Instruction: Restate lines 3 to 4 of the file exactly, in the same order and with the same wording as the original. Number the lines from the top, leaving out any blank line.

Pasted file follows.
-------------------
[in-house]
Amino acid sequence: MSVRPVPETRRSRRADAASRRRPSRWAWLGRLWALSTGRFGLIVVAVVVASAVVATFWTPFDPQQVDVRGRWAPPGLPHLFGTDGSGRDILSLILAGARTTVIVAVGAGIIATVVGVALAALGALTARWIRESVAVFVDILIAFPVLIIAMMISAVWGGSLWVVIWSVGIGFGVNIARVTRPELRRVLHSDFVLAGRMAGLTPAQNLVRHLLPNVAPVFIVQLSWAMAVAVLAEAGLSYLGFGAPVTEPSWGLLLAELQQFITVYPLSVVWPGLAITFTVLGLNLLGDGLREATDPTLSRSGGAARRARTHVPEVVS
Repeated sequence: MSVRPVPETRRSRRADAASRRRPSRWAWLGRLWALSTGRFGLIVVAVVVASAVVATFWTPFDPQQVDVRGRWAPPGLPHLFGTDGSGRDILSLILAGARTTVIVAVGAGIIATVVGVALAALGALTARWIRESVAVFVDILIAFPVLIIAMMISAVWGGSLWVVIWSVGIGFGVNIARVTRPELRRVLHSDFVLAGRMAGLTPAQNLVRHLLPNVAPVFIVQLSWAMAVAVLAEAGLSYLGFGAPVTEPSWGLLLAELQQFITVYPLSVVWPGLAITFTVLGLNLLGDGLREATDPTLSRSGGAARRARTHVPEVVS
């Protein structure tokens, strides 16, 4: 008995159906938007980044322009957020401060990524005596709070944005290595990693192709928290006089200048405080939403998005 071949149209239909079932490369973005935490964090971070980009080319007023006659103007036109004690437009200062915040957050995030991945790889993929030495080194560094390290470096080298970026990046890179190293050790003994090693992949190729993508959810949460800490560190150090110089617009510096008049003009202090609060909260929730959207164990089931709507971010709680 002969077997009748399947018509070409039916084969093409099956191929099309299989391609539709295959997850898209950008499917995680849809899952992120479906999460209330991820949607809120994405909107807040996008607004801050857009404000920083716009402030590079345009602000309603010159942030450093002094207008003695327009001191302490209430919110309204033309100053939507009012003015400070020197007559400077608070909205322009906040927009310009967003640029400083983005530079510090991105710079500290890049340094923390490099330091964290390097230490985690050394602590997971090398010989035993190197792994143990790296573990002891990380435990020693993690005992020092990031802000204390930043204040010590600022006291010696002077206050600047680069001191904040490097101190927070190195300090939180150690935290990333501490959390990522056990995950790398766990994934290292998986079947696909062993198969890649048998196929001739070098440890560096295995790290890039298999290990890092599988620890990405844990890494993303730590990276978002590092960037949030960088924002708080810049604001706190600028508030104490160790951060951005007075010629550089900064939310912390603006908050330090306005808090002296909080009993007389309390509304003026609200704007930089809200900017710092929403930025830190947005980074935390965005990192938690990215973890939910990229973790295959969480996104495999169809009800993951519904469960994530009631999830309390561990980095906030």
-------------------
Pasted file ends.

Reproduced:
Repeated sequence: MSVRPVPETRRSRRADAASRRRPSRWAWLGRLWALSTGRFGLIVVAVVVASAVVATFWTPFDPQQVDVRGRWAPPGLPHLFGTDGSGRDILSLILAGARTTVIVAVGAGIIATVVGVALAALGALTARWIRESVAVFVDILIAFPVLIIAMMISAVWGGSLWVVIWSVGIGFGVNIARVTRPELRRVLHSDFVLAGRMAGLTPAQNLVRHLLPNVAPVFIVQLSWAMAVAVLAEAGLSYLGFGAPVTEPSWGLLLAELQQFITVYPLSVVWPGLAITFTVLGLNLLGDGLREATDPTLSRSGGAARRARTHVPEVVS
């Protein structure tokens, strides 16, 4: 008995159906938007980044322009957020401060990524005596709070944005290595990693192709928290006089200048405080939403998005 071949149209239909079932490369973005935490964090971070980009080319007023006659103007036109004690437009200062915040957050995030991945790889993929030495080194560094390290470096080298970026990046890179190293050790003994090693992949190729993508959810949460800490560190150090110089617009510096008049003009202090609060909260929730959207164990089931709507971010709680 002969077997009748399947018509070409039916084969093409099956191929099309299989391609539709295959997850898209950008499917995680849809899952992120479906999460209330991820949607809120994405909107807040996008607004801050857009404000920083716009402030590079345009602000309603010159942030450093002094207008003695327009001191302490209430919110309204033309100053939507009012003015400070020197007559400077608070909205322009906040927009310009967003640029400083983005530079510090991105710079500290890049340094923390490099330091964290390097230490985690050394602590997971090398010989035993190197792994143990790296573990002891990380435990020693993690005992020092990031802000204390930043204040010590600022006291010696002077206050600047680069001191904040490097101190927070190195300090939180150690935290990333501490959390990522056990995950790398766990994934290292998986079947696909062993198969890649048998196929001739070098440890560096295995790290890039298999290990890092599988620890990405844990890494993303730590990276978002590092960037949030960088924002708080810049604001706190600028508030104490160790951060951005007075010629550089900064939310912390603006908050330090306005808090002296909080009993007389309390509304003026609200704007930089809200900017710092929403930025830190947005980074935390965005990192938690990215973890939910990229973790295959969480996104495999169809009800993951519904469960994530009631999830309390561990980095906030």